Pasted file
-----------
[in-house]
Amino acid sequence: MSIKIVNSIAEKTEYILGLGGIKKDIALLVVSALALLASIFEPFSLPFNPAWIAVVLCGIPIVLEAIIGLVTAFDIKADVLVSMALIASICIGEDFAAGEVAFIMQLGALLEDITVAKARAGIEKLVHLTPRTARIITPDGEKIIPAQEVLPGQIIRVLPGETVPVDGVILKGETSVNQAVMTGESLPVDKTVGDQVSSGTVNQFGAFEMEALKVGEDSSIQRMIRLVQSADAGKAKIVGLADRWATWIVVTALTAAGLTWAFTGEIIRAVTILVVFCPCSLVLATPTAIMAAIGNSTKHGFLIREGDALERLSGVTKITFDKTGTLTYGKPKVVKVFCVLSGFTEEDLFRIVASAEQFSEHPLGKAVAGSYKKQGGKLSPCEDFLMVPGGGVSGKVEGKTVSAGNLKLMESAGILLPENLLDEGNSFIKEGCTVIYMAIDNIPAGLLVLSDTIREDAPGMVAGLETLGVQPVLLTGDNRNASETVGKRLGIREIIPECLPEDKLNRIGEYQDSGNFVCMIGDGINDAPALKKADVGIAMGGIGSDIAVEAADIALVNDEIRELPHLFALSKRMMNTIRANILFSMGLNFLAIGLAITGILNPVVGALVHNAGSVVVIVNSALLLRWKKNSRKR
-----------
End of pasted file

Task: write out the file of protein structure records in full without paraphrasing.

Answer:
[in-house]
Amino acid sequence: MSIKIVNSIAEKTEYILGLGGIKKDIALLVVSALALLASIFEPFSLPFNPAWIAVVLCGIPIVLEAIIGLVTAFDIKADVLVSMALIASICIGEDFAAGEVAFIMQLGALLEDITVAKARAGIEKLVHLTPRTARIITPDGEKIIPAQEVLPGQIIRVLPGETVPVDGVILKGETSVNQAVMTGESLPVDKTVGDQVSSGTVNQFGAFEMEALKVGEDSSIQRMIRLVQSADAGKAKIVGLADRWATWIVVTALTAAGLTWAFTGEIIRAVTILVVFCPCSLVLATPTAIMAAIGNSTKHGFLIREGDALERLSGVTKITFDKTGTLTYGKPKVVKVFCVLSGFTEEDLFRIVASAEQFSEHPLGKAVAGSYKKQGGKLSPCEDFLMVPGGGVSGKVEGKTVSAGNLKLMESAGILLPENLLDEGNSFIKEGCTVIYMAIDNIPAGLLVLSDTIREDAPGMVAGLETLGVQPVLLTGDNRNASETVGKRLGIREIIPECLPEDKLNRIGEYQDSGNFVCMIGDGINDAPALKKADVGIAMGGIGSDIAVEAADIALVNDEIRELPHLFALSKRMMNTIRANILFSMGLNFLAIGLAITGILNPVVGALVHNAGSVVVIVNSALLLRWKKNSRKR